Sammy sends copies of his productions to every editor within reach; if the “notices” are honorable he greedily publishes them as puffs, but if unfavorable, he declares that the work was printed for private circulation, and ought not to have been criticised — or that “his poems from the nature of their emission were SACRED TO CRITICISM.” Any one who understands the English language would imagine that “sacred to criticism” meant consecrated or devoted to that purpose — but poor ignorant Sammy intended to mean just the reverse! However, the printers can bear the blame.

Sammy has not attempted to answer any one of our objections to the consummate nonsense fabricated by him both in his Essay and his Lecture — a lecture which he says was printed at the request of the literary society before which it was delivered. Is it possible that there exists a literary society so common-place in its material as to allow our stultified Sammy to insult them in a lecture? did they not observe the longitude of the ears beneath his lion's skin? were they not awakened to a sense of sight by the sound of his asinine bray? We say again that Sammy has not attempted to answer our objections, but contents himself with accusing us of distorting our quotations, and of criticising an extract from Campbell as the writing of Sammy himself. Not so, Sammy; we took your position and its predication, divested of the parenthetical absurdities which confused your meaning — there was no necessity to give the whole of your rigmarole paragraphs; and as to the quotation, we did not affirm that you wrote it, but said that you had introduced a very tender and beautiful sentence in support of your doctrine. This language is very different to accusing you of writing any thing emanating from the pen of Campbell. Oh, Sammy, Sammy, where do you expect to go when you die?

We shall not again notice our friend Sammy's attacks; we cannot spare room for the paltry subject, nor find time for the unprofitable task. If his “little pamphlets,” are sent to us, \te shall notice them as they deserve; as we do every other publication placed in our hands. We thank him cordially for the trouble he has taken in proving the correctness of our criticisms, and in circulating the proofs at his own expense. His “Reply to the Critics” is the best puff of our magazine that we could possibly issue, and establishes the honest correctness of our literary opinions beyond the power of denial. Sammy's “Introduction” alone proves all that we have asserted of his ignorance; it consists of three lines and a half, yet contains four flagrant violations of propriety. Here it is.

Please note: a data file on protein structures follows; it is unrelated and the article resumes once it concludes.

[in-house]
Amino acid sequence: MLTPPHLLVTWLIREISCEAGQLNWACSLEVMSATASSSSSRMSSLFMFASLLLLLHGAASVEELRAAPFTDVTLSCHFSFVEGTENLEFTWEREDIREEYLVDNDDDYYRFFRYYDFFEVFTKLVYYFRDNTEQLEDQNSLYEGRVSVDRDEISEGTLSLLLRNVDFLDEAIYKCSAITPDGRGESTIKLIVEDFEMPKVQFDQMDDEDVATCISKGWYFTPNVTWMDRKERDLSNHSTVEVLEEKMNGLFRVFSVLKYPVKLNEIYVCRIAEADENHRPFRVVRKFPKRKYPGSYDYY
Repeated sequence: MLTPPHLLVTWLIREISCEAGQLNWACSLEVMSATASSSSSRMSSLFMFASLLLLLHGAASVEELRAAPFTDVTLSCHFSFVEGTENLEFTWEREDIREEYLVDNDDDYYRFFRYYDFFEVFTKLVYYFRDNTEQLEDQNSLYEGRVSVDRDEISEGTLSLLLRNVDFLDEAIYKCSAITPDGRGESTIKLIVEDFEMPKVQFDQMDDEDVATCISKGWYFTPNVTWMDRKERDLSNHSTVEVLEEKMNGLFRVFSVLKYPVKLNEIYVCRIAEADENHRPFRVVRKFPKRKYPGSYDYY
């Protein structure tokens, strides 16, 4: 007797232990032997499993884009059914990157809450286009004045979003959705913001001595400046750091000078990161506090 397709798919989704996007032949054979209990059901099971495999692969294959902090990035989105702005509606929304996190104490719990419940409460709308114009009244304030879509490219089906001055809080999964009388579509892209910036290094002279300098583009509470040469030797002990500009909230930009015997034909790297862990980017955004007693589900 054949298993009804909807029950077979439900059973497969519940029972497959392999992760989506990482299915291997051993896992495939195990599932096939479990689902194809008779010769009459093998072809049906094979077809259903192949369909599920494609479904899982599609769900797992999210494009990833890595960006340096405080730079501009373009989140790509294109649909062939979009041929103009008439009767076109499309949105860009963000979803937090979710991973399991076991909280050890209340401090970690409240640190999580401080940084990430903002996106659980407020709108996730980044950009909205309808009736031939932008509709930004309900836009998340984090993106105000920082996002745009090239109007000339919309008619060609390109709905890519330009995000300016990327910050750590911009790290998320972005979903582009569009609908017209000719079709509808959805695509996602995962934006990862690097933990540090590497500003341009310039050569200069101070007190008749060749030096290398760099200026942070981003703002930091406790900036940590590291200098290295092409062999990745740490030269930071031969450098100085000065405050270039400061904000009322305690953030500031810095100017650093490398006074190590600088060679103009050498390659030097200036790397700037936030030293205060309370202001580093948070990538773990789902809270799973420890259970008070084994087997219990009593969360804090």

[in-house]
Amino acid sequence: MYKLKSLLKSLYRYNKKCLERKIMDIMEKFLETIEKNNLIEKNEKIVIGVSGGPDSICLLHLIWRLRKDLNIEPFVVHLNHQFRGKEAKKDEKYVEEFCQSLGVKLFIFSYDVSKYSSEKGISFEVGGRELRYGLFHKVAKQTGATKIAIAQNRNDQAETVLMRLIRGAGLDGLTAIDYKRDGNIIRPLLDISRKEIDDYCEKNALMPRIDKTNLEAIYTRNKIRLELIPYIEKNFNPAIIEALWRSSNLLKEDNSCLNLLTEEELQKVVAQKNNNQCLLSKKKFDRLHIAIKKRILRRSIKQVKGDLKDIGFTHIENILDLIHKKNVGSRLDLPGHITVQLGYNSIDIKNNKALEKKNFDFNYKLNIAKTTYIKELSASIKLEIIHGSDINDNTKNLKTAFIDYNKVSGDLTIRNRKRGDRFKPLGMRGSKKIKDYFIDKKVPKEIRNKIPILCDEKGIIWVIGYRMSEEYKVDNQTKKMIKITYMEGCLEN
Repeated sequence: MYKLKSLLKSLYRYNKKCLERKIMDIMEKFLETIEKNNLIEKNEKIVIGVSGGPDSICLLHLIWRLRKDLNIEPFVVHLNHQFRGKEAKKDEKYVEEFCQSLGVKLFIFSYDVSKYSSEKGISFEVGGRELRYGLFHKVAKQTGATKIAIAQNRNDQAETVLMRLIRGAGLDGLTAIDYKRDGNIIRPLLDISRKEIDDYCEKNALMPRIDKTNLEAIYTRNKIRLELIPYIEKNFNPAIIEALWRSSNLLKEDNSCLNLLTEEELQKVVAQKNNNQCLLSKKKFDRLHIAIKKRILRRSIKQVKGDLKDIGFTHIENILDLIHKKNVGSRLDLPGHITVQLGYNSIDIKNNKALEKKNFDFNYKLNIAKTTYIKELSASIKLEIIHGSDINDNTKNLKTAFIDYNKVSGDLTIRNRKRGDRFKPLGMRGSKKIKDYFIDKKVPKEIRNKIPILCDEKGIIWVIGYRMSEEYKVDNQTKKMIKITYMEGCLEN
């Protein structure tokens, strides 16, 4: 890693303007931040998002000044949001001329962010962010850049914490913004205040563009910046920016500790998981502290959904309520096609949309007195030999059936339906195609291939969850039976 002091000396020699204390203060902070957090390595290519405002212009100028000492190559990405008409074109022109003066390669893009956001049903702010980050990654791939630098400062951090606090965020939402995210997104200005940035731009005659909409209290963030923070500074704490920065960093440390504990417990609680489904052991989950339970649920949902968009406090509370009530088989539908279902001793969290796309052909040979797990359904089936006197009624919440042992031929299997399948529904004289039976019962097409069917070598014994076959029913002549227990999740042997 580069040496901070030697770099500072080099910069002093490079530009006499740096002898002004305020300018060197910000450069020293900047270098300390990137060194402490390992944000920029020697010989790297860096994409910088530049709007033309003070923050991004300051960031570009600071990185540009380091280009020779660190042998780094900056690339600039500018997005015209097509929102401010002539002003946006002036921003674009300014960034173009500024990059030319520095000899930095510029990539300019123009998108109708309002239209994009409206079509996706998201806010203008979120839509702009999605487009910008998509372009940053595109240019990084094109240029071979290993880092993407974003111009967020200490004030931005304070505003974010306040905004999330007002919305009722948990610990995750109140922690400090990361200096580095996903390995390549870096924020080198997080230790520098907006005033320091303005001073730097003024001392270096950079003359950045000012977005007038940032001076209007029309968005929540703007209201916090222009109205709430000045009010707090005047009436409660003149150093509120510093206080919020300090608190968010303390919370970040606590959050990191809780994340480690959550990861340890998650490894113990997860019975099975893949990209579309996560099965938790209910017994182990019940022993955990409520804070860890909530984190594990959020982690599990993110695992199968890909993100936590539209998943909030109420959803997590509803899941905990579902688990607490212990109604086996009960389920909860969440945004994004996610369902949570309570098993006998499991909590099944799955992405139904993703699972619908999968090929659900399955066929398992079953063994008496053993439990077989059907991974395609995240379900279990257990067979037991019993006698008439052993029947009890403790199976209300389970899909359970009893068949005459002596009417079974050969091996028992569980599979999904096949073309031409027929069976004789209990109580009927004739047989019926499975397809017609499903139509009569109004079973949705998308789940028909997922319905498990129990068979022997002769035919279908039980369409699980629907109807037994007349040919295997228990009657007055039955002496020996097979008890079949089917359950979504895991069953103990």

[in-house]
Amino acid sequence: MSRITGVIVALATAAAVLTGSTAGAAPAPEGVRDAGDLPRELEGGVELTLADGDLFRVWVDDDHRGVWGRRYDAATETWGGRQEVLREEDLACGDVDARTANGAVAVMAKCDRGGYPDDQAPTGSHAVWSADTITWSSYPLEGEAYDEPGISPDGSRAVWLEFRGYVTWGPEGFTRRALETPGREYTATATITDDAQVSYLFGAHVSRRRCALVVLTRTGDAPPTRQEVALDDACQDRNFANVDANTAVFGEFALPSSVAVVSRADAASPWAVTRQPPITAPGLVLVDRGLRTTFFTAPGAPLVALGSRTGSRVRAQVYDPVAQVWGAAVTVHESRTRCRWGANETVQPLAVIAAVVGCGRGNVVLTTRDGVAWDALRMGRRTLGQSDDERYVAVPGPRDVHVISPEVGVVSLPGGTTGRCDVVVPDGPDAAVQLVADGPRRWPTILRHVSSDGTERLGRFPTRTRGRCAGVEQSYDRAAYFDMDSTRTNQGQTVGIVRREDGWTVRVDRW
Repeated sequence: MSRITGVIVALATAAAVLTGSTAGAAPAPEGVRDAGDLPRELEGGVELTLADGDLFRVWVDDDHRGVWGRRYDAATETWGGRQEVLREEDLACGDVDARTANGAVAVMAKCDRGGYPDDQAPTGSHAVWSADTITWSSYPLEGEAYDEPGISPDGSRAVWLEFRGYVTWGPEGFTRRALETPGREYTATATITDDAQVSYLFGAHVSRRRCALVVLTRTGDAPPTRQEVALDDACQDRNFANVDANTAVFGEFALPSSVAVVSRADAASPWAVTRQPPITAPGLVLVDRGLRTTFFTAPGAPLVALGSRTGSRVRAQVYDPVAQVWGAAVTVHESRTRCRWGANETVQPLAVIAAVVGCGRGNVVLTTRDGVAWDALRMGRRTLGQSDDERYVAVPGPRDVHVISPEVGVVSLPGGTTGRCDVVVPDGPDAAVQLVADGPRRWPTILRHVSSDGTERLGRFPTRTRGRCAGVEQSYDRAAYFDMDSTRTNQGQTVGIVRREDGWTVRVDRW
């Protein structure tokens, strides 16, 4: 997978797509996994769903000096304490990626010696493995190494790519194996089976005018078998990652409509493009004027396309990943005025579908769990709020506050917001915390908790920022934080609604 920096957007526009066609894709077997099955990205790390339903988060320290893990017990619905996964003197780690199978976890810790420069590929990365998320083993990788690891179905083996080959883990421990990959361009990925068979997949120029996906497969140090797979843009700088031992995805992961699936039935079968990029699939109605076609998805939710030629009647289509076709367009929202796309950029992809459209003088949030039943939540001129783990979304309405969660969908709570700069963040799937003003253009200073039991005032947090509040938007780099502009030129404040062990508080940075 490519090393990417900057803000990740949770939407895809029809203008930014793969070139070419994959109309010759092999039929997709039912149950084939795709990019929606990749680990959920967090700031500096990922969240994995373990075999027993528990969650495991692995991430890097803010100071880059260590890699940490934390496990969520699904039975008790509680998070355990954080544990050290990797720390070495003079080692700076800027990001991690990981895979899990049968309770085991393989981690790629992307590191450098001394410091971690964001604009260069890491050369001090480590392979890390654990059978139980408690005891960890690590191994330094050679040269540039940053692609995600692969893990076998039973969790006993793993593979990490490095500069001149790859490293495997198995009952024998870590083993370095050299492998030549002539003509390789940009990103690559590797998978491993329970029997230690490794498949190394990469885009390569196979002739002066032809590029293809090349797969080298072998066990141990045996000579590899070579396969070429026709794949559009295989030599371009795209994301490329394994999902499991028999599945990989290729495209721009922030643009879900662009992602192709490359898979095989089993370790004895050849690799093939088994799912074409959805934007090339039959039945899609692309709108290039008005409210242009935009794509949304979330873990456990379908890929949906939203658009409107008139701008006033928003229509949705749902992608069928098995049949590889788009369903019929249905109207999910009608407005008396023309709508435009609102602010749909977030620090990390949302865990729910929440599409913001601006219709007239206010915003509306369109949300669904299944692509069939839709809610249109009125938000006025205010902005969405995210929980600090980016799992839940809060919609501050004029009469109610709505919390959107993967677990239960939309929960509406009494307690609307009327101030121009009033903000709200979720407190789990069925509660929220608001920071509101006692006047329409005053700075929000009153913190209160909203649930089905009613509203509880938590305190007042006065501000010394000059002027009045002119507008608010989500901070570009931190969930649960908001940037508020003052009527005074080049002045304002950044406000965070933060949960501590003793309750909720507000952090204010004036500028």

“I am urged to the following very brief reply by the consideration that the critics in question have gained a literary standing of some degree in this country, and have disseminated statements which, as I hope to prove herein, are alike obnoxious to liberality and to truth.”

“The critics in question.” What critics? who are they? No persons have as yet been named, nor has the gravamen of the matter been stated; the question is not yet before the reader.

“A literary standing of some degree in this country.” A phrase most Glennish and obscure. Of what degree? as big as all out doors, or as small as a lump of chalk?

“As I hope to prove herein.” In where 1 in the introduction consisting of three lines and a half, or in “the following brief reply?”

Obnoxious to liberality and truth.” Sammy, we confess the soft impeachment — we are obnoxious to liberality and truth. Borrow a dictionary, man, and find the meaning of the word. Why do you venture upon a four-syllabler without a previous investigation? Obnoxious means liable, or subject, or exposed to anything — not opposed or inimical, as we imagine you intended to say. Sammy, you must save up half a dollar, and purchase a dictionary.

Gentle reader, if three lines and a half contain four distinct misusages of the English language, how many are likely to be contained in a ‘’ little pamphlet” of Sammy Glenn's slip-slop?

Sammy talks rabidly about the malignancy of our depraved heart! poor, dear, Sammy! we bear you no ill will. If you dislike our critiques why do you send us your “little pamphlet ‘?” why do you concoct falsities, and publish puffs, of your own fabrication, and write impudent letters? Reflect and refrain, or your name will become a bye-word for ignorance and pretension! If you have any relatives of respectability, issue another printed circular, and swear that you are not the author of the little pamphlet written by one Sammy F. Glenn. For the sake of your future prosperity, we advise you in the parental language of the elder Wellei — “Samivel, Samivel, you had better prove a hallibi!”


[[Subsequent reviews in this issue are attributed to Poe]]





[S:0 - SLM, 1835] - Edgar Allan Poe Society of Baltimore - Works - Criticism - BGM Literary Reviews (Sept. 1839)